Ethel And Ernest. Television Review.


Liverpool Sound and Vision Rating * * * * *

Cast: Jim Broadbent, Brenda Blethyn, Luke Treadaway, Roger Allam, Pam Ferris, Peter Wright, Virginia McKenna, June Brown, Simon Day, Alex Jordan, Harry Collett, Gillian Hanna, Duncan Wisbey, Karyn Claydon.


If we were all as fortunate, as happy in life as the parents of British artist, cartoonist and graphic novelist Raymond Briggs then the world would arguably be a happier place. In a touching, beautiful piece of animation, the celebrated artist’s portrayal of his mum and dad’s life from the first time they met to the day they both passed away was explored, visually described and heartbreakingly detailed with praise, attention and sheer craft in the feature length Ethel and Ernest.

This animated delight is a film that captures the very best of the animated process, understated but not under-valued, beautiful but not aggressive, understanding of the subject at hand but never once damning; this is a film of quiet honesty, of a love not only between a man and wife but of a love from the child they brought into the world.

The life and times of the couple, meeting later in life, the depth of love between them without stepping past the boundaries of supposed moral guidelines of pre-war society and the juxtapositions of their aspirations and hopes set against the brutality of facing up to the very worst of ideologies; from the respectable position of a ladies’ maid and the future of a corporation milk man, every change in life was captured whilst showing perfectly just how some things never alter, never go beyond the innocence of life.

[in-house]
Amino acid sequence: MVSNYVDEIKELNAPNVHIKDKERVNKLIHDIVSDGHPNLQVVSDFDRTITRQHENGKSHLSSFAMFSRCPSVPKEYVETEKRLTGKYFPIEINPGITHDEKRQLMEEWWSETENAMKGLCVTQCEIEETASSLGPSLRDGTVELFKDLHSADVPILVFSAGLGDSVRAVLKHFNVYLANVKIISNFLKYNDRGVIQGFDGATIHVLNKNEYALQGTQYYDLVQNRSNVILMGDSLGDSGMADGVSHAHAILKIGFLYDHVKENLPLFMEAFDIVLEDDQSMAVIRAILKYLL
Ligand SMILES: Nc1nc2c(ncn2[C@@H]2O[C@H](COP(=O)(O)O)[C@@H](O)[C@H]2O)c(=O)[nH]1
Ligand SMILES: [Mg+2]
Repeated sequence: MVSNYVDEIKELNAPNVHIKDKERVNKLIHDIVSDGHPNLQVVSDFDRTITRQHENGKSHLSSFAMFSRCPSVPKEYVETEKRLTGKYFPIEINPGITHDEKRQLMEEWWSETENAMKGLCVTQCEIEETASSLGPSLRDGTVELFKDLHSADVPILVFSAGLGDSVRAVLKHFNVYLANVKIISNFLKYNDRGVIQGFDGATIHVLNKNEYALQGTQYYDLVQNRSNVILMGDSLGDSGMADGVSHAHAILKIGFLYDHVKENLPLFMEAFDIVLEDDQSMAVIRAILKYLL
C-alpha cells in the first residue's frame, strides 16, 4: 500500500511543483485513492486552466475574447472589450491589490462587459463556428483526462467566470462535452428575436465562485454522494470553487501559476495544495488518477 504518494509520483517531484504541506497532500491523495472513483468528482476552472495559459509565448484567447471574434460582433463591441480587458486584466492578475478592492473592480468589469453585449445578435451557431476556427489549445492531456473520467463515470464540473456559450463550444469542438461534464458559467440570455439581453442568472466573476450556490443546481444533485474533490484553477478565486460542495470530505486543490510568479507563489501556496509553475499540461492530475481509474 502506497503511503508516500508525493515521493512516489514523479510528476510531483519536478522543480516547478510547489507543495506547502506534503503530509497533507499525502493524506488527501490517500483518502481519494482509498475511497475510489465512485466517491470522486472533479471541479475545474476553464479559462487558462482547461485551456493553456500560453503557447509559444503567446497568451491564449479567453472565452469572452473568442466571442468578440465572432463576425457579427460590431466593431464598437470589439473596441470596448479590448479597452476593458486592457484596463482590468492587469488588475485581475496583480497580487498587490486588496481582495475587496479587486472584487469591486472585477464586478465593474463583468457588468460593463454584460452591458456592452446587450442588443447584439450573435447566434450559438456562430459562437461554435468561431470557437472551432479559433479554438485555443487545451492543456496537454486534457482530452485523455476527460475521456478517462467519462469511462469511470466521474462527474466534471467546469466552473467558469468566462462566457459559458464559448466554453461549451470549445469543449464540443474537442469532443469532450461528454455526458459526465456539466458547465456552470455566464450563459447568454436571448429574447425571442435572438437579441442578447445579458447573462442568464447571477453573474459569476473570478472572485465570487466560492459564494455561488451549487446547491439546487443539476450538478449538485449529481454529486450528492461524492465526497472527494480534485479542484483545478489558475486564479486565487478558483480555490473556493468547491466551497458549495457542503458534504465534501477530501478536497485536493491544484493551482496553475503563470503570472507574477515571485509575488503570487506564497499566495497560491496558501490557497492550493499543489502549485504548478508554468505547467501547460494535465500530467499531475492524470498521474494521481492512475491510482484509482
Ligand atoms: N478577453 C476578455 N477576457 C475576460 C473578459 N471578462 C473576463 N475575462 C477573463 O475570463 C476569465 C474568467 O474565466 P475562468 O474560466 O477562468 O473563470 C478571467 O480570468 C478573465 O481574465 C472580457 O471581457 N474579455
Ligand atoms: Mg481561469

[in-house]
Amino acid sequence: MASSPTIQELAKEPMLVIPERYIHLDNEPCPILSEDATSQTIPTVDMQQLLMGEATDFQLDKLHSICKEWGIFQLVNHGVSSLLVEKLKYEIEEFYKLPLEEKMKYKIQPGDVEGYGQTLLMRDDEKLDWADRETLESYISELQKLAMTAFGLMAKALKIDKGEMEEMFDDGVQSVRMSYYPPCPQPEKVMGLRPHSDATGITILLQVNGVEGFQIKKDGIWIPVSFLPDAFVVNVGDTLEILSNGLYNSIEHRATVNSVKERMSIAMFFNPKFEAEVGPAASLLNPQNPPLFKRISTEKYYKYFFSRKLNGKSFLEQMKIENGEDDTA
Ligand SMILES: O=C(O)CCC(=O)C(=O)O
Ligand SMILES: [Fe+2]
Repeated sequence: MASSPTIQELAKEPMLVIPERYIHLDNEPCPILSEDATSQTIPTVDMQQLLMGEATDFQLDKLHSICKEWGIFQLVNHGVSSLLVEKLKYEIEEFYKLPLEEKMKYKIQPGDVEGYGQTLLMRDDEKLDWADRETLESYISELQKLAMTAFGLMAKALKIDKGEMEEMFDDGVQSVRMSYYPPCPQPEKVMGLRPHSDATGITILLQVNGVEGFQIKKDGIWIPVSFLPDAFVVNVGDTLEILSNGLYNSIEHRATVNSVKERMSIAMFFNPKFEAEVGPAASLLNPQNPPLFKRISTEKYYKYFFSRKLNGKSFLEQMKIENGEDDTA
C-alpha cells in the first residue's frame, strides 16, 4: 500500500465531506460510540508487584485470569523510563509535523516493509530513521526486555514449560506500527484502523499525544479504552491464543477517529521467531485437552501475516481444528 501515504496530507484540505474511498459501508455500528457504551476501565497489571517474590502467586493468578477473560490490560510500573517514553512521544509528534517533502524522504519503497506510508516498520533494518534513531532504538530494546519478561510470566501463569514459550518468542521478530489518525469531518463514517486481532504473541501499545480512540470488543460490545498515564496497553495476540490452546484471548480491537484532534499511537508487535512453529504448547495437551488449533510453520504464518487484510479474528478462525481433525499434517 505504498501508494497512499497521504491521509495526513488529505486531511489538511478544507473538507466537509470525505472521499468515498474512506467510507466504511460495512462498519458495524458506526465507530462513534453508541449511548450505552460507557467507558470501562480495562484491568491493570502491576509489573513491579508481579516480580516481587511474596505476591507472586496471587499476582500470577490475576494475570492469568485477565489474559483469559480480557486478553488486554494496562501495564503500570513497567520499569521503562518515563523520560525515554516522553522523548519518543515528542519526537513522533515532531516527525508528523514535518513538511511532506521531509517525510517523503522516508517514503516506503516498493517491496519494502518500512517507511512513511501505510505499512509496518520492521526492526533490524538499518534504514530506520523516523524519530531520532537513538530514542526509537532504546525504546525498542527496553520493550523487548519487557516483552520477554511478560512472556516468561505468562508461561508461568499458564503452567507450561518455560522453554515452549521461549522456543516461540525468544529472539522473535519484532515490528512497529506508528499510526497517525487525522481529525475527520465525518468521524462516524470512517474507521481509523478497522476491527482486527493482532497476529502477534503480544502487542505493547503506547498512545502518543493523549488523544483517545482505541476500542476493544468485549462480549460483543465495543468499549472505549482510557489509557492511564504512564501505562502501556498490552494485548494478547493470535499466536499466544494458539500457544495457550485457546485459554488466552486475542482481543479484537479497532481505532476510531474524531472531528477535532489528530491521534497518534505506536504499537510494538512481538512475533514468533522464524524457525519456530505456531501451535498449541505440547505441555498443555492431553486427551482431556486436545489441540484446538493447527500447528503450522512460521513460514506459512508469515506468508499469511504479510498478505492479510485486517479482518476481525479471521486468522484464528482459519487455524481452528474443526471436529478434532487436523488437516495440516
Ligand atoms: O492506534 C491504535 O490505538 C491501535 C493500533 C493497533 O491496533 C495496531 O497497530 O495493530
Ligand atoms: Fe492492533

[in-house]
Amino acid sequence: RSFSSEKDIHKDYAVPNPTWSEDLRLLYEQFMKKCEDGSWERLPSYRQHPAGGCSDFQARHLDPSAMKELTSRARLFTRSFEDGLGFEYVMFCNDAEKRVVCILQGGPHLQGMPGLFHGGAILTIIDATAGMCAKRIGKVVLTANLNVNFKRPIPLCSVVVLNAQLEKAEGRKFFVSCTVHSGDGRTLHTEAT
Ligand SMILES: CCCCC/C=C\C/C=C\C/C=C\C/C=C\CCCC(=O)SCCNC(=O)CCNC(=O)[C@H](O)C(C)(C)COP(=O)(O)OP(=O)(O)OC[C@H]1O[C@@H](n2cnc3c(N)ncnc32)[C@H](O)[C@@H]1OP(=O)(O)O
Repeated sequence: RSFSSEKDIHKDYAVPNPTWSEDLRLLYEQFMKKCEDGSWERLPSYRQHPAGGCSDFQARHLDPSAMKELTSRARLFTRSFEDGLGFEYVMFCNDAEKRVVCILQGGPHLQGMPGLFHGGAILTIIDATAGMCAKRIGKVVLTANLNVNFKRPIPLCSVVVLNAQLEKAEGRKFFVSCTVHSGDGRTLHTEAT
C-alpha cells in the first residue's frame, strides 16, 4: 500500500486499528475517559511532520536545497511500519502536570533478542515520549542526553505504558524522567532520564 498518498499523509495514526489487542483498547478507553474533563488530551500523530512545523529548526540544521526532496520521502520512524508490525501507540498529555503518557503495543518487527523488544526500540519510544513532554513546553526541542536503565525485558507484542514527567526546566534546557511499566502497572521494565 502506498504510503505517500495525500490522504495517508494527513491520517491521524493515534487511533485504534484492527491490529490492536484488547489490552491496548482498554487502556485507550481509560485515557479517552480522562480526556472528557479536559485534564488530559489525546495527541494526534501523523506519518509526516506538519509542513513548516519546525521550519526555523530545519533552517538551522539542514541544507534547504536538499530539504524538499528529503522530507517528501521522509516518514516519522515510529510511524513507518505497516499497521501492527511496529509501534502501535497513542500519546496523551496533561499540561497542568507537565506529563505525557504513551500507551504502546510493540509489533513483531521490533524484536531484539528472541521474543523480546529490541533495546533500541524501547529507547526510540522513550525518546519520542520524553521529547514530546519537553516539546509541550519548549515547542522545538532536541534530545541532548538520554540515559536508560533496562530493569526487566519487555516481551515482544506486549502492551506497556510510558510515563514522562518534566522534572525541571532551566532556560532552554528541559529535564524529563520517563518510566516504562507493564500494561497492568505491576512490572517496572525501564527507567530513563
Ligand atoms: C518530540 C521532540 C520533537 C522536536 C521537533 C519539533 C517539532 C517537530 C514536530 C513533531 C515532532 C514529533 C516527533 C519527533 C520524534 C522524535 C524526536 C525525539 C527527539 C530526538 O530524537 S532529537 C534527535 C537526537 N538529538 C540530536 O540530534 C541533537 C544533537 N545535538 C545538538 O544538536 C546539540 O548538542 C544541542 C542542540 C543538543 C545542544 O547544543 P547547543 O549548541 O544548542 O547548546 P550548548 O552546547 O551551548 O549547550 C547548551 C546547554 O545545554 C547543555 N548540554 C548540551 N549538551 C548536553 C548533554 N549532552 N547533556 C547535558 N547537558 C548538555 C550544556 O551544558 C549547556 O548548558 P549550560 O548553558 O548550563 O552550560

Raymond Briggs has never shied away from being anything more than honest in his work and drawings, in the exceptional When The Wind Blows, his imagery of a couple of pensioners taking in the news and the aftermath of a nuclear attack on Britain, is chilling, haunting and vivid. So too in Ethel and Ernest is the viewer allowed to peek behind the unsavoury as the artist’s memories of the Second World War and his father’s position as an ARP warden, the sense of loss he felt when his mother descended into the fog of memory and the devastation anybody would feel when both parents pass on quickly in the matter of a few months of each other, this is the beauty that Raymond Briggs brings to his readers and the film perfectly captures that rare and emotional rollercoaster.

A fantastic piece of animation, of a story told with love and obvious affection and brought very much to life in the voices of some of the very best talent acting has to offer in the likes of Jim Broadbent, Brenda Blethyn and Roger Allam.

Rare, exceptional and charming, enough to make anything else pale into insignificance.

Ian D. Hall